| Saturday, February 24, 2007
| Youthful Perlis mufti just wants to shake things up
|Controversial Islamic scholar hopes to bring conservatives and liberals to the centre
By Leslie Lau
The Straits Times
A STATE Islamic scholar here has become the lightning rod in the struggle between liberals and conservatives.
Although Dr Mohd Asri Zainul Abidin was named Perlis Mufti just last November, his statements have shaken the country's religious establishment.
At 35, he is the youngest mufti ever appointed here, and he is forcing Malaysia's Muslims to examine the way they practise their religion.
The most-publicised case in point is his criticism that Malaysia is the only country in the world where Islamic religious officers raid hotels and even private homes to arrest Muslim couples for either having sex or just being alone together.
For that, liberals have called him a breath of fresh air, while conservatives have used harsher words to describe him.
Dr Asri himself dismisses both labels.
'I am not a liberal,' he says in an interview early this month at his office in Kangar, Perlis. 'I am a modernist who wants to shake things up.'
He explains that he simply condemns khalwat raids because Islam considers it haram to snoop or invade people's privacy.
'If there are immoral activities, then we have to stop them, but if someone is hiding, then there is no need to bang on their doors,' he says.
'There are many other problems out in the open that we have to curb like transvestites, prostitutes or even Muslims gambling.'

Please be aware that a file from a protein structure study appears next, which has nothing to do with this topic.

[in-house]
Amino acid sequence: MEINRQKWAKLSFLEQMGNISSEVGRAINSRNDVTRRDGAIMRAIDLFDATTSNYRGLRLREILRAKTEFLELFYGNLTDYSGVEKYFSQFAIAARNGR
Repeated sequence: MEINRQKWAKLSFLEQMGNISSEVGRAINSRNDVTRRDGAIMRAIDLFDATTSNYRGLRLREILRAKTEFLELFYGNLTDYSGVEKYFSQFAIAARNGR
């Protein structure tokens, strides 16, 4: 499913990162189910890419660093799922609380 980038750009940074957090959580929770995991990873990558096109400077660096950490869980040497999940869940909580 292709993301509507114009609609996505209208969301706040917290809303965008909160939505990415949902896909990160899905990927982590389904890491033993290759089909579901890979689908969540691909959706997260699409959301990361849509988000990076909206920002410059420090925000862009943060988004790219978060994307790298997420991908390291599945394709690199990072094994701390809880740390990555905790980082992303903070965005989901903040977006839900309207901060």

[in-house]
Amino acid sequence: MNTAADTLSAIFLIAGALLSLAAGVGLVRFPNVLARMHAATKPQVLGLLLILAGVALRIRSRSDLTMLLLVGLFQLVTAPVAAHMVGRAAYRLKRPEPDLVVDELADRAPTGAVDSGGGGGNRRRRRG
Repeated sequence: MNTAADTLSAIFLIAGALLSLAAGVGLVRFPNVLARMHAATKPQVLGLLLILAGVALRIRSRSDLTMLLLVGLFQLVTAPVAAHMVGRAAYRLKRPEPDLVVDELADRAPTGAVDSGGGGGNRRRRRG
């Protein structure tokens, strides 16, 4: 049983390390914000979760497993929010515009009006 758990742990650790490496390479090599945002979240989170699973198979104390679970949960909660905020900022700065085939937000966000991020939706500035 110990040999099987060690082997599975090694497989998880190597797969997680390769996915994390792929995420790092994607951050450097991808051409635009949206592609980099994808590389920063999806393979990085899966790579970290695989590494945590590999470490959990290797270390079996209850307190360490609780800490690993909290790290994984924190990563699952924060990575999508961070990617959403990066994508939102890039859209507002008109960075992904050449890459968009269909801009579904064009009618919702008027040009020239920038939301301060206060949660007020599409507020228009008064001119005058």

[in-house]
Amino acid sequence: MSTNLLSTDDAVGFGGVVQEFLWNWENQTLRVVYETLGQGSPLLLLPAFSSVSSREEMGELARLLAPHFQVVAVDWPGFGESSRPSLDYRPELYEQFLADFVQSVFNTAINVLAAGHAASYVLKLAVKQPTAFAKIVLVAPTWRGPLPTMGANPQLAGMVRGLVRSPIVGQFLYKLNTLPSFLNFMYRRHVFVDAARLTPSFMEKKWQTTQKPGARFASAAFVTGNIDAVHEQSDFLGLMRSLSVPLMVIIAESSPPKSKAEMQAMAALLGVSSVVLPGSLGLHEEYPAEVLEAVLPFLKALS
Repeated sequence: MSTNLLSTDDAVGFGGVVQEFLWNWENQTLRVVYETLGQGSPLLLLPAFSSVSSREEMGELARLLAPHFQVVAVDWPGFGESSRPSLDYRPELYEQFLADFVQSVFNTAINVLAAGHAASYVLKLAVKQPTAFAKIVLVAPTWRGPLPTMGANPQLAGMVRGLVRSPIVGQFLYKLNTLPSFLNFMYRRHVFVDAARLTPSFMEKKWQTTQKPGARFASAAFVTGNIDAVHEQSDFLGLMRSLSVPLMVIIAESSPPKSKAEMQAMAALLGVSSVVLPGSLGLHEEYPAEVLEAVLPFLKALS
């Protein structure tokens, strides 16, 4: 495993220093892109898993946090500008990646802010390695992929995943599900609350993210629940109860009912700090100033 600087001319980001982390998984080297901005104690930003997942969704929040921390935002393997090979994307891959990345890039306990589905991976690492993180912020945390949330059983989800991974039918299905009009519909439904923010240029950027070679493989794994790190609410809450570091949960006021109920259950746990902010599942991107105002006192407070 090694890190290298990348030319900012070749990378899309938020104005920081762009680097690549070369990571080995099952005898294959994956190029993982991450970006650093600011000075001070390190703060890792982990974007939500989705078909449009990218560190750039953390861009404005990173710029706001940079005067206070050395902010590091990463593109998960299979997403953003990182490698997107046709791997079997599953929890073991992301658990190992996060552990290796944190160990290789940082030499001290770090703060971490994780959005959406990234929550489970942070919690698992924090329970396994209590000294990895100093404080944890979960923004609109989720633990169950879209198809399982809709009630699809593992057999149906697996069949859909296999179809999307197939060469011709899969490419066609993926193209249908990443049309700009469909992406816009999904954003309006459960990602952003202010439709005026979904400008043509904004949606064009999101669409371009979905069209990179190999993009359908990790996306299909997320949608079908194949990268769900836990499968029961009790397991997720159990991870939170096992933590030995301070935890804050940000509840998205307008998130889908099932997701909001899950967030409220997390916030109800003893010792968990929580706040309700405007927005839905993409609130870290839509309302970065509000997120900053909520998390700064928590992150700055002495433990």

Yet, he says it is compulsory for Muslim women to wear the tudung and to generally dress appropriately without over-exposure.
'A woman who does not wear the tudung is not doing something that is prescribed in Islam.
'But of course it is just one of many things that are expected of us in Islam. So if a woman does not wear the tudung, it does not mean she is not religious at all,' he says.
He draws the line, however, at women wearing the purdah, the loose-fitting clothing that covers them from head to toe.
Islamic text, he says, does not support the wearing of the purdah by Muslim women.
He feels that liberal Muslim groups in Malaysia like Sisters-
in-Islam, which demands women's rights and takes a liberal interpretation of Islam, misunderstand the religion.
'Sometimes what they do is react to some religious groups who are close-minded and conservative,' he says.
'What I want to do is to bring these two sides to the centre.'
Recently, Dr Asri stirred up controversy again when he said Chinese Muslims in Malaysia should be allowed to build their own mosques where imams preach in Mandarin.
'I just want to basically show the world that Islam is universal and does not belong to any one race. This can encourage the Chinese to look at Islam as a religion they can turn to,' he says, in reference to the practice of having mainly mosques here which preach only in Malay.
Islam, he says, is not the exclusive property of the Malays and Arabs.
He points out that in Malaysia, a Chinese cannot become a Malay, but he can become a Muslim.
The Chinese, he says, should not look at the way Muslims practise the religion, but discover Islam for themselves.
Dr Asri appears determined to continue stoking controversy while reaching out to more Muslims in his job as state mufti and his continuing career as an Islamic preacher.
Before becoming state mufti, he was a lecturer in Islam at Universiti Sains Malaysia and an Islamic preacher with a big following, especially among the young.
Young Malays clad in blue jeans and sporting long hair, more likely to be seen at rock concerts, often turn up at his religious talks.
Explaining his appeal, he says: 'I explain Islam in a simple manner. It is Islam light and easy. I use rational discussions and ideas to influence. I do not scold them.'
|posted by drmaza @ 9:58 AM